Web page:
The Community of Disc Golfers and About All Things Disc Golf
I've been playing dg for about 5 weeks. My average drive is 200 feet. I do not care if I have a noodle arm, but what I don't need is disc golf keyboard elitists spouting off about "noodle arms with their Katanas and Grooves". Show some support.
On the course do you see somone learning and say "fuckin' noob, learn how to throw an Ape, stop throwin' that Nuke you fucking bum"? No. Nine times out of ten an experienced dg'er doesn't care, he's more than willing to give tips, and he could not be a nicer guy.
But behind the keyboard some of you guys are just complete elitist pricks. You probably exaggerate your drive distance, tell fake stories about aces you've never made. I don't know if these things are true, but the way you act certainly leaves a person with any semblance of rationality to believe so.
Some of you behave as if you don't want this game to grow. Like being above the "noobs" gives you some kind of status. Well, it doesn't. Your just a disc golfer. Like me, the 5 week novice with the 200 ft drive. We both love the same thing, but your need to feel some kind of false superiority is preventing you from identifying with me because of the anonymity offered by the internet.
Treat us newcomers and novices the way you would have wanted to be treated when you were starting out. I highly doubt most professionals would have this negative attitude towards new players, because they love the sport enough to want to see it grow. You should too.
Moral: Don't be dicks, give us noobs some tips.
O.K. I have to call off on this one.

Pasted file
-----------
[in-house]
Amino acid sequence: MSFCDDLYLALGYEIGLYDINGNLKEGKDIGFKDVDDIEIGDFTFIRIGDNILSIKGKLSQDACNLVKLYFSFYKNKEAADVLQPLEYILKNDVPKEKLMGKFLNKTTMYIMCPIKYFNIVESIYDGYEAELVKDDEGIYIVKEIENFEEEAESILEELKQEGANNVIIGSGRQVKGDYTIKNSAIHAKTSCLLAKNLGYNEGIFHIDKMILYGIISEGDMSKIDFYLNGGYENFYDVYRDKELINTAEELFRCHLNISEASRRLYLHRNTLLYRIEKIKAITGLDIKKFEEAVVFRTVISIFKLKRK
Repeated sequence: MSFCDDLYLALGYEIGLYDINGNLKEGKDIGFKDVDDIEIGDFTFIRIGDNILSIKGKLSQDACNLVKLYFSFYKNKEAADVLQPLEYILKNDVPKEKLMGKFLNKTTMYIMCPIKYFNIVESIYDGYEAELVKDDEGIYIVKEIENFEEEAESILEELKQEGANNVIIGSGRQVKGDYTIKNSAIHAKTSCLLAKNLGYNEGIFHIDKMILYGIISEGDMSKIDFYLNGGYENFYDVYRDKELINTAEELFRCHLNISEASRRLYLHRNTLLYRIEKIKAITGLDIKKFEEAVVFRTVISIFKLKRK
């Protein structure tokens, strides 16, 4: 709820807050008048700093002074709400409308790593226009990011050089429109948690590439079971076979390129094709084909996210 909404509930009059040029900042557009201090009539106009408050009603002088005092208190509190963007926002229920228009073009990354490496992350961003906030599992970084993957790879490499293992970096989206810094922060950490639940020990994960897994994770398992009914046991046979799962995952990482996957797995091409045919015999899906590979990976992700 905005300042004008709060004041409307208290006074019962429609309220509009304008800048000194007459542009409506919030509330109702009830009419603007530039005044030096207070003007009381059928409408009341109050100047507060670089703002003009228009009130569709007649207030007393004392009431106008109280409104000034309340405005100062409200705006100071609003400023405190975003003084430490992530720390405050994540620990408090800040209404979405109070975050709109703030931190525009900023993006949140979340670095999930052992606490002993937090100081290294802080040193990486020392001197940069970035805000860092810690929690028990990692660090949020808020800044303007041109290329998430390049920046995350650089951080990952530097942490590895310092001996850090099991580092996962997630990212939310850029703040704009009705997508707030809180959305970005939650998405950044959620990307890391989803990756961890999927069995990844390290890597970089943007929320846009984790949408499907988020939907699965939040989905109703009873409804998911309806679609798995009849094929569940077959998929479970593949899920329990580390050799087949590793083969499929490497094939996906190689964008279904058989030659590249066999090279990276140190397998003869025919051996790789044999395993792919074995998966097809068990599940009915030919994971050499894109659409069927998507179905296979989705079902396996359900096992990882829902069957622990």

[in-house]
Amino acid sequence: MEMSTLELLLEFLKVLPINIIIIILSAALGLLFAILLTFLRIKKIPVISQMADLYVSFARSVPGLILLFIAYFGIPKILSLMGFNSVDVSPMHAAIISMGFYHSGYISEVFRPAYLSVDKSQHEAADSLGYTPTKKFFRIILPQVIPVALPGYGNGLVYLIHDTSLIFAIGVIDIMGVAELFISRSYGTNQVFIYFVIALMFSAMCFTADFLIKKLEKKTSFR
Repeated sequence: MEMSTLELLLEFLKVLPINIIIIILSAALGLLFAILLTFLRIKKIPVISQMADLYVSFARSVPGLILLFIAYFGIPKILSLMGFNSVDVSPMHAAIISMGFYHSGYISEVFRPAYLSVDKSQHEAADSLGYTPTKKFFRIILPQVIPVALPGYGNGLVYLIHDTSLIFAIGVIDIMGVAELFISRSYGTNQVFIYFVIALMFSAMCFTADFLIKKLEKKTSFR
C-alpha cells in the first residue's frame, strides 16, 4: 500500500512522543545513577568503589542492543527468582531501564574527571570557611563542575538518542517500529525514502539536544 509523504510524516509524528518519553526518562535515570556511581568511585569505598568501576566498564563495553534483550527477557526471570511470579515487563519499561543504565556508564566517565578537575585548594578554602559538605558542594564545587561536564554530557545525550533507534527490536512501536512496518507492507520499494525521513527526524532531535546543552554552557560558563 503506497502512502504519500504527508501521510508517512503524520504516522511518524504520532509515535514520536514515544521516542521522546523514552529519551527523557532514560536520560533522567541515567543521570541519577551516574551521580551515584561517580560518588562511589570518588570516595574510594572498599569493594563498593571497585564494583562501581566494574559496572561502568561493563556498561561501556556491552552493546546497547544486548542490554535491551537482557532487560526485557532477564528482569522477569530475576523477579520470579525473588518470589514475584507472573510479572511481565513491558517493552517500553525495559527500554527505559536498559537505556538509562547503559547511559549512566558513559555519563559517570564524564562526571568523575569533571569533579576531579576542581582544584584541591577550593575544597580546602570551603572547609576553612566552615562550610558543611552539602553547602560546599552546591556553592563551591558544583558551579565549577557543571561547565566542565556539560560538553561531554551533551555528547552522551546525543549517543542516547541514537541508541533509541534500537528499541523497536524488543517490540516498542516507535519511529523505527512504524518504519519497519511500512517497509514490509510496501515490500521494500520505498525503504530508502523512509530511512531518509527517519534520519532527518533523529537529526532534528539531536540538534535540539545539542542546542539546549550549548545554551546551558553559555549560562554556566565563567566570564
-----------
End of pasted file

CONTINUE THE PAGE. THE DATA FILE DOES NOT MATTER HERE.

Yes being a newbie is tough. Everyone who is anyone started out as a newbie.
I started out as a newbie. My wife started out as a newbie.
Truth be told, we had come across our fair share of azzholes, etc and a better share of good Disc Golfers who treated newbie with respect.
No matter what sport or group, you will always have a mixture of personalities. Alot who understand and are supportive, and a few who are not (that is being kind in their description). And also in any sport, there will be people who brag, exagerate, and look down their noses upon newbies.
The key is to learn from those who care about the sport, and lack of better words "To Hell" with the azzes, b*tches, D*cks, and etc. And yes it is easier to be a prick on the net. What the heck, more then likely you will never see the person in person. Just let the negative people be "Water on a duck's back".
If I had let the "meanies" dictate my love of the sport, I wouldn't be still playing. The best revenge to people like that is to learn, grow, and become a better player. When I first started, and I saw later when my wife started, people would be upset when teamed up with me then latter on her. They would whisper under their breath "damn' or what ever. But as I and my wife continued to play, they still say "damn" but at least it is not under their breath (just kidding). Time, practice, and a little tough skin will go a long way in this sport, hell, tough skin goes a long way in any sport.
My point is that these people only act this way on the internet from my experience. Every person I've came across on the courses has been nothing but nice and supportive, part of why I love the sport so much. My other point is that this behavior only detracts from the growth of the sport. I understand where you're coming from, to just not let the assholes get to you, but if these people really love the sport and want it to grow, they need an attitude adjustment.
One of the first places many new disc golfers will pick up info is the internet, and these people trying to be cool could possibly be driving the, away.
I just want to get the message out there that if you encounter these pricks let them know how damaging their behavior is.